Full Length Research Paper
Wetlands contributing a wide range of livelihoods to the riparian communities are progressively challenged with compounding heavy metals pollution. Controlling the negative impacts of the associated toxicants and adherence to policy implementation requires increased awareness among the local communities. This study investigated the socio-economic variables determining community risk perception of heavy metal pollution in the Lake Victoria wetlands associated with different land uses. A cross-sectional survey was conducted focusing on the wetlands’ pollution status, sources and effects of toxicants on human health. Age, education and occupation were significant predictors of the community risk perception of the wetlands’ heavy pollution. Individuals with at least secondary education were more likely to say a wetland was polluted or not. 68 % and 45 % of respondents agreed that industrial and commercial agricultural activities respectively, were the major sources of heavy metal pollution. Less than 25% of respondents identifying related implications of heavy metal contamination on human health was attributed to the low pollution risk awareness among the wetland dwellers. Therefore, there is a need to incorporate environmental pollution risk concepts at the different education levels using proper risk communication strategies to enable local communities to exploit wetlands resources from an informed point of view.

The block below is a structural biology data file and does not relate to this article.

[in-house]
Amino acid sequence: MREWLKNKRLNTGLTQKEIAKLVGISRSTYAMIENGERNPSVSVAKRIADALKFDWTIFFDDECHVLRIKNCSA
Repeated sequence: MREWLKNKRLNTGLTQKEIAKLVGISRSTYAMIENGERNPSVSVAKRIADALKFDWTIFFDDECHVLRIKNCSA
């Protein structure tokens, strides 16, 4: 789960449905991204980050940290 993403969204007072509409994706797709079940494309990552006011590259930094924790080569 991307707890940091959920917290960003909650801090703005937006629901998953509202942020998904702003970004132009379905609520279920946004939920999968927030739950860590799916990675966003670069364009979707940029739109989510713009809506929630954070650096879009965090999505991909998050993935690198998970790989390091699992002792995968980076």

Key words: Community risk perception; heavy metal pollution; Lake Victoria wetlands.
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